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- May 19th, 2005, 06:44 PM #1
Two days ago I picked up three job applications, at Express, Levi's Strauss and the school gym. On the Express application, up on the very top it says "Salary expected/Hourly Rate." Now, the thing is, I've never held a job, so I'm not sure as to what to write down there. For anyone whos worked in a clothing store, I'd appreciate some responses. What exactly is the starting salary? And, I know this may seem like a dumb question, but does the price of the merchandise sold have an effect on how much an employee gets paid?
Another thing is, in the "Employment History" section, what should I put down? Leaving it totally blank would pretty much land my application in teh garbage. I've done a fairly good amount of volunteer work in high school and college, but there's no space for "Volunteer work". And one last thing, again, I know it may seem quite dumb, but, where exactly does the resume go, on top of the application or behind? Is a cover letter always necessary? And do you automatically give them ur resume along with the application when u go to return it? ....The grass ain't always greener on the other side, it's green where you water it.
- May 19th, 2005, 06:58 PM #2
4 views... i feel hopelessThe grass ain't always greener on the other side, it's green where you water it.
- May 19th, 2005, 09:10 PM #3----
- Join Date
- Feb 21, 2004
i have no idea about these job sorry otherwise i would help u out.
but as long as u consider empolyment history then u can put ur experince which is better other wise just leave it blank. anything else i can help with
resume go behind the application i guess i am not sure, i think it should attched with ur applicationLaugh when you can, apologize when you should, and let go of what you can't change. Kiss slowly, play hard, forgive quickly, take chances, give everything, and have no regrets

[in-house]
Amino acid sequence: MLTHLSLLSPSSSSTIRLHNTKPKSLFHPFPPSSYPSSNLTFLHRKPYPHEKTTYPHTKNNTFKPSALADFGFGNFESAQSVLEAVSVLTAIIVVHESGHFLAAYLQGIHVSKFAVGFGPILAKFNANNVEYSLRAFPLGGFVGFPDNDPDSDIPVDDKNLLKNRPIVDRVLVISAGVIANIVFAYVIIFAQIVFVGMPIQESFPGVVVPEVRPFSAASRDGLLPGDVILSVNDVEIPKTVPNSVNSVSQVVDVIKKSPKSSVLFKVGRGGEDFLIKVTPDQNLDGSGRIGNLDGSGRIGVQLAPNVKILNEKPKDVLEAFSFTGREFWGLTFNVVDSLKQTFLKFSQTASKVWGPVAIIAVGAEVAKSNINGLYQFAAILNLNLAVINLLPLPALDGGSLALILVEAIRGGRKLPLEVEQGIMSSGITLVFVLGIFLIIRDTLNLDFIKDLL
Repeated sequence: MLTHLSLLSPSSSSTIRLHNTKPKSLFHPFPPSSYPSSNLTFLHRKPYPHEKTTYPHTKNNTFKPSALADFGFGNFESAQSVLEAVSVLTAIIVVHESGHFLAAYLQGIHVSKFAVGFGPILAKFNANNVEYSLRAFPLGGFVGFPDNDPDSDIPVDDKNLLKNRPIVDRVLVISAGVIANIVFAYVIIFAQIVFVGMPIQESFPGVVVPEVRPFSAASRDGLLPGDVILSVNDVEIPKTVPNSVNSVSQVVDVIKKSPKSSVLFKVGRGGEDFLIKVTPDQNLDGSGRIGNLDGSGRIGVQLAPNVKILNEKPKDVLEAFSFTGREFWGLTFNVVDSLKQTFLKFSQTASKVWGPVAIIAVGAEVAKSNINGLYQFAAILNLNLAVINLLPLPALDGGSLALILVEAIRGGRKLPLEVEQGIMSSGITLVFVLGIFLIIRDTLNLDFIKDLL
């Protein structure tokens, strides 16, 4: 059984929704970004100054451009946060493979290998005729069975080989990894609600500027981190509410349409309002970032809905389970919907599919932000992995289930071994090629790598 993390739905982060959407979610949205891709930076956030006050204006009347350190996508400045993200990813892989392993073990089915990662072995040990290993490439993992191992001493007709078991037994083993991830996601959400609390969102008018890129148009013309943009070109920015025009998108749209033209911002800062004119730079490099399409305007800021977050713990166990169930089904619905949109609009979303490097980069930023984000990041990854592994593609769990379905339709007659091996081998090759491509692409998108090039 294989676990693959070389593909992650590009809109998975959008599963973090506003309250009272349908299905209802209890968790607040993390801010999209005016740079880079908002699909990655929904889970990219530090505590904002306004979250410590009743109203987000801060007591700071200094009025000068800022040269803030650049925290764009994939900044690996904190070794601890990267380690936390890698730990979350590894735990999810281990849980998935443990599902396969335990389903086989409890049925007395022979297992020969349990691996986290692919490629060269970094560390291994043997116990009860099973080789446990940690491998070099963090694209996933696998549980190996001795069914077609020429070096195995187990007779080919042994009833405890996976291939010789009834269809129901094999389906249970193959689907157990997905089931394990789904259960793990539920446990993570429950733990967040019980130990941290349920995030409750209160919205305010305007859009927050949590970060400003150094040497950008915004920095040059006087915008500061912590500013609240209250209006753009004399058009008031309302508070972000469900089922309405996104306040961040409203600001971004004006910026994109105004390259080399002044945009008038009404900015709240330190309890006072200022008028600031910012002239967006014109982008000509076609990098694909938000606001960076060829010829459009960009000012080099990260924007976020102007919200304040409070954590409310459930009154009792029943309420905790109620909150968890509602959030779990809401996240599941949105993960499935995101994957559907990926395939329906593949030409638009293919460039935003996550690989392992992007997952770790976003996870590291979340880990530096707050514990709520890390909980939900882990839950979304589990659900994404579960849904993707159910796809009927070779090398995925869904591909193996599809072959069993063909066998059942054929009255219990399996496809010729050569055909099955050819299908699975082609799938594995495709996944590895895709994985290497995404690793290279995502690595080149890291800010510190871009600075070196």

- May 20th, 2005, 04:15 AM #4
if you are submitting an application form, no need for a cover letter. and your resume would go behind the application form. leave the expected salary space blank. in the employment history, mention all the volunteer work you've done. but mention it with the same title (under employment history).
what is your age again? you are young so not having an "employment history" would not bother an employer. you only have to prove that you are good enough. prove it in the interview. the key is to have real passion for the kind of work you are applying for.
when i had 3 years of experience on my resume and was so rpoud of it, a senior HR personnel shocked me by saying that my CV was still in "infacny" state. and it should not be more than a page (mine was two pages).
- May 20th, 2005, 04:19 AM #5
and yeah, if you want to attach a covering letter. mention the voluntary work in the letter instead of the application form.
- May 20th, 2005, 09:54 AM #6
TNWB, I just turned 20. Both applications are for working in a clothing store, so I guess it would be working the cash register? So I guess my skills for this particular job would be: I know their products coz I shop there all the time, I'm great at lying...errr flattering and I have a lot of patience for iffy customers (coz I am one )The grass ain't always greener on the other side, it's green where you water it.
- May 20th, 2005, 12:30 PM #7
^ all the good points. tell them you've shopped but you'd also like to serve the customers. stay smart, bright and smiling. tell them you have real passion for selling/promoting the products you love to buy yourself and believe that you can do that much better than others for the simple reason of liking them yourself.
- May 20th, 2005, 08:07 PM #8----
- Join Date
- Jul 1, 2003